The Daily Stream: 'Enter The Dragon' Plays Like A Great '70s James Bond Movie

(Welcome to The Daily Stream, an ongoing series in which the /Film team shares what they've been watching, why it's worth checking out, and where you can stream it.)The MovieEnter the DragonWhere You Can Stream It: NetflixThe Pitch: In his final completed role before his premature death, Bruce Lee plays a spy who visits an island where a martial arts tournament is taking place. He's been tasked with gathering proof that the island's owner, Han – a former member of Lee's Shaolin temple, who disgraced the temple's legacy by using its lessons purely for his own benefit – is running drugs and a prostitution ring.Why It's Essential Viewing: This is one of the best martial arts movies of all time. It's been on my list of things to see for probably 20 years now, but since it's leaving Netflix at the end of this month, I finally sat down to check it out – and I was not disappointed.

One of the first major action movies to use a martial arts tournament as a setting, Enter the Dragon helped lay the foundation for an entire subgenre of films that followed – not to mention the fact that it inspired Street Fighter (which in turn inspired Mortal Kombat) and had an unimaginable impact in the world of video games. Watching this movie for the first time in 2021 is like stumbling across the original, bright, crystal clear text of a beloved book after spending your entire life reading faded and dim copies of copies.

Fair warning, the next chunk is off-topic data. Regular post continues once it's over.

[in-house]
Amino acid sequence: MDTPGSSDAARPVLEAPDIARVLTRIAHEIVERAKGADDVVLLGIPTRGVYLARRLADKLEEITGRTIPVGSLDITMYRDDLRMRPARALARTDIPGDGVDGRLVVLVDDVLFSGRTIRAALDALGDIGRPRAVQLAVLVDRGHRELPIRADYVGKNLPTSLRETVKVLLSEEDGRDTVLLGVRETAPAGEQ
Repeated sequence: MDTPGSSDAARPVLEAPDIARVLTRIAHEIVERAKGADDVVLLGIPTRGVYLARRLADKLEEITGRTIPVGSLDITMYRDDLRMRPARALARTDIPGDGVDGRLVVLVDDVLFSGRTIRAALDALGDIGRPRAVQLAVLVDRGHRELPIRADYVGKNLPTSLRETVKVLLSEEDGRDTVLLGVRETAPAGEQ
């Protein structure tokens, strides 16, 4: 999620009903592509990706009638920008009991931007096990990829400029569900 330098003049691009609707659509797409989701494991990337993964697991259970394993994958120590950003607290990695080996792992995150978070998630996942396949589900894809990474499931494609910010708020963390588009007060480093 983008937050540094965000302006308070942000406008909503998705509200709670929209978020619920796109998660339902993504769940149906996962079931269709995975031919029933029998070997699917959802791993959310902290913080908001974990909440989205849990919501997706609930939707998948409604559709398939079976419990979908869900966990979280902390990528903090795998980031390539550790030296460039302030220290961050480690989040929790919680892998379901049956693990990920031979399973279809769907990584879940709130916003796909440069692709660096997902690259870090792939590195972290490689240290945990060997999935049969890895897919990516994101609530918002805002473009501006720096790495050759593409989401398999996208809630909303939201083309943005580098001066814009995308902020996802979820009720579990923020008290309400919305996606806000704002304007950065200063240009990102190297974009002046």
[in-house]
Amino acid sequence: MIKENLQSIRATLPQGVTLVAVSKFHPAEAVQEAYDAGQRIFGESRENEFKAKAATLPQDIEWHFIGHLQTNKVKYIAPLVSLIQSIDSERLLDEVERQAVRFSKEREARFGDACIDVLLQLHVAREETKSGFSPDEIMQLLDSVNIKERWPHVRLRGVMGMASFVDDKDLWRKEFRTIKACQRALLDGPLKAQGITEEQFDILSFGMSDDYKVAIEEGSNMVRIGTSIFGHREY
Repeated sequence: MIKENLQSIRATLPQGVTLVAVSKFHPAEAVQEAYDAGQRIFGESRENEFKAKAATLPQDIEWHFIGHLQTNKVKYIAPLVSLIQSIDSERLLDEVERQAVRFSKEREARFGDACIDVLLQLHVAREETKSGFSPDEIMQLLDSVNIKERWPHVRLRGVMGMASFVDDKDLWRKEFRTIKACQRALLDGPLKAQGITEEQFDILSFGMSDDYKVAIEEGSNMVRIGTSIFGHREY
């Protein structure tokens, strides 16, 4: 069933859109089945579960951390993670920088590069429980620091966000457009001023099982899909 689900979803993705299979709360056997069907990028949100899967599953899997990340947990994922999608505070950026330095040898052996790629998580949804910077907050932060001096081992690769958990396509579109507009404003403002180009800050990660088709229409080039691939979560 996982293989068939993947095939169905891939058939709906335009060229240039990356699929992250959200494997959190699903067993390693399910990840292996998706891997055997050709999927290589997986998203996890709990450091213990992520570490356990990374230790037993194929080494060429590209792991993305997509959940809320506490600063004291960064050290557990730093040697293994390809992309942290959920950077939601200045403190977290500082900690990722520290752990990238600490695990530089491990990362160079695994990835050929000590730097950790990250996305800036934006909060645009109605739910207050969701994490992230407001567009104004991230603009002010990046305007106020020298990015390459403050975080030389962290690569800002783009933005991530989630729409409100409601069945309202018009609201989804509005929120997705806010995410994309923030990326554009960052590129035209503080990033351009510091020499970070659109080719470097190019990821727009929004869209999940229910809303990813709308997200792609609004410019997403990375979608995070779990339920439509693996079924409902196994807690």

In 1973, Roger Moore played James Bond for the first time in Live and Let Die. Enter the Dragon came out that same year, and it's fascinating to think about what the Bond franchise may have become if this were actually the entry that year with Lee playing Bond. (I know that never would have happened back then for a number of reasons, but it's still fun to think about.) And while some Bond purists might turn their noses up at the comparison and say that this movie is just a martial arts ripoff of 007, I encourage them to watch this film's mirror climax and then take a look at the climax of 1974's The Man with the Golden Gun – it should become very clear that this wasn't a one-way street in terms of inspiration.

Some of the martial arts here are a bit slow, and the pacing may drag a little by today's standards, but this movie is absolutely worth checking out – if for no other reason than for Lee's charismatic lead performance. The last day to watch this on Netflix before it leaves is June 30, so you still have a couple of weeks to check it out before it disappears.